Governor Outlines Plans For Administering COVID-19 Vaccines In Md.

He says the vaccines are good news, but the state still has a way to go.


Annapolis, Md (KM) A small amount of the COVID-19 vaccine from Pfizer and Moderna could be arriving in Maryland by mid-December. That’s according to Lt Governor Boyd Rutherford, who made that announcement during a Board of Public Works meeting on Wednesday.

Governor Larry Hogan on Thursday discussed plans to administer  the vaccine during an appearance on ABC’s “Good Morning America.” “Our plan which we submitted to the CDC prioritizes the most vulnerable. So for our  front line health care workers, our nursing homes and then first responders. As they come in, we just start working our way down that pyramid of a list. We’re hoping to get 300,000 {vaccines} by the end of December,” Hogan said.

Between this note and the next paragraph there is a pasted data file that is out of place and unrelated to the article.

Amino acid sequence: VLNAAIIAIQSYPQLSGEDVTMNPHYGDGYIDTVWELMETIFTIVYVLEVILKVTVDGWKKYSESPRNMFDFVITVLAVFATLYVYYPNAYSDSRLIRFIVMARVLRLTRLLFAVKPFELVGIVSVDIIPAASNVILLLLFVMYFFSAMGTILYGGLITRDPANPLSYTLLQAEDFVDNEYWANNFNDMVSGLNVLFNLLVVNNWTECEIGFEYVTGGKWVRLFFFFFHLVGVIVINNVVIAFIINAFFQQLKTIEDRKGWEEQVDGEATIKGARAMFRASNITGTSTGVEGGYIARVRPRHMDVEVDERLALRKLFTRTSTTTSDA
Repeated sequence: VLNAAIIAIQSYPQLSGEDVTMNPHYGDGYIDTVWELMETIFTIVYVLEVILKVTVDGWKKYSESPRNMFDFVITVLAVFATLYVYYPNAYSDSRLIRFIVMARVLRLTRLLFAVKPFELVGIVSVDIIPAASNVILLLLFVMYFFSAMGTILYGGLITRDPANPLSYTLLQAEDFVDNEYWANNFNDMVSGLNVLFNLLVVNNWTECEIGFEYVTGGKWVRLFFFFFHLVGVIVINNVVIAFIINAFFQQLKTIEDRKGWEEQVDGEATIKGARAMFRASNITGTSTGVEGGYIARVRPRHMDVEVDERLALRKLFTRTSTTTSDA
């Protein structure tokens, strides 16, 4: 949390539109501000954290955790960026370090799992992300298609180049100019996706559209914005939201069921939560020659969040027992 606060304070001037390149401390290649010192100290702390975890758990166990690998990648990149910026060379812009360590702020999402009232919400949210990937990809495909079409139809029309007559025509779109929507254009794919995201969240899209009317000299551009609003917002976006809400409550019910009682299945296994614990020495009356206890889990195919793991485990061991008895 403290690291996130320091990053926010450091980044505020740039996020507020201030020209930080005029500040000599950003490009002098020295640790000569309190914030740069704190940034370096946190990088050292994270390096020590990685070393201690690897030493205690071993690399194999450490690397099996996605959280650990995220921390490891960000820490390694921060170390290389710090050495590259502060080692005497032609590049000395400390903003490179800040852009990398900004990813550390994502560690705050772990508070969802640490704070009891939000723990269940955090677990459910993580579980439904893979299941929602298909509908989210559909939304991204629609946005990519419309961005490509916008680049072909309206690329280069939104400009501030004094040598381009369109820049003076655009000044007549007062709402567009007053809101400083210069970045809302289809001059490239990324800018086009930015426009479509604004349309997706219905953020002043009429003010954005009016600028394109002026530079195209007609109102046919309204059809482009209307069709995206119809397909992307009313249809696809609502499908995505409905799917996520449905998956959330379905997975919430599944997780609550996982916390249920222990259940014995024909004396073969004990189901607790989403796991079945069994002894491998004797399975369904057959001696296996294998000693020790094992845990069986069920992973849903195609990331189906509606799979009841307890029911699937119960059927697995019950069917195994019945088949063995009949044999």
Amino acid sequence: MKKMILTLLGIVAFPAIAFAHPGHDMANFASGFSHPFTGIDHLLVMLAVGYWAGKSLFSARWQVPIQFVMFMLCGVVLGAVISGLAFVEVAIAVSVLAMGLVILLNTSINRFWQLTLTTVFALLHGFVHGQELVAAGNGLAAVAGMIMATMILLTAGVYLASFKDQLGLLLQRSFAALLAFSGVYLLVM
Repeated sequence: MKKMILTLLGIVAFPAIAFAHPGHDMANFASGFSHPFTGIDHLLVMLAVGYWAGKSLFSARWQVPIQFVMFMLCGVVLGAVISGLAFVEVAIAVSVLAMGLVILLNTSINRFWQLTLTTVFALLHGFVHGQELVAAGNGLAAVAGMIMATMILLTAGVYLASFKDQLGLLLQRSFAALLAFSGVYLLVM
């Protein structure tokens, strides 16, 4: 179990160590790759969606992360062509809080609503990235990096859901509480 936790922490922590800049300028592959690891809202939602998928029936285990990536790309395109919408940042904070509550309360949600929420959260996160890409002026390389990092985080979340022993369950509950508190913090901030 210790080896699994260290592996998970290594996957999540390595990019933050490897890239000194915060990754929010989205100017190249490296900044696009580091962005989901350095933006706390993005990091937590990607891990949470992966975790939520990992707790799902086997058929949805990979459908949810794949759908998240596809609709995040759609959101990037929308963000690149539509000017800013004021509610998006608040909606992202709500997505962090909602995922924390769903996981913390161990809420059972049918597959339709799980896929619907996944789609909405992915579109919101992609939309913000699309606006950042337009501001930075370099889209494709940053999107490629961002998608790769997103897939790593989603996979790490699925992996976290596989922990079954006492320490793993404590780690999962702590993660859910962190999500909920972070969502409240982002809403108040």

The state is expected to get 155,000 doses.

Even though the production of a vaccine is good news, The Governor said we’re not out of the woods yet. “The worst part of this virus is still coming in the weeks or maybe the month or two to come. And we’re not going to have enough for everyone. So we’re just asking for patience,” said Hogan.

But he said there’s no need to despair. “The good news is the cavalry is on the way. There is a light at the end of the tunnel. But we’ve still got some pain to go through before we get this under control,” the Governor said.

Hogan also said it may be a challenge convincing some people to  get vaccinated. “It’s really important that we’re able to convince people that it’s safe,” he said. “Some of the polling shows that somewhere over 50% of the people don’t feel like they want a vaccine. We can’t get this under control unless we get somewhere around 70% or more of the people to be vaccinated.”


By Kevin McManus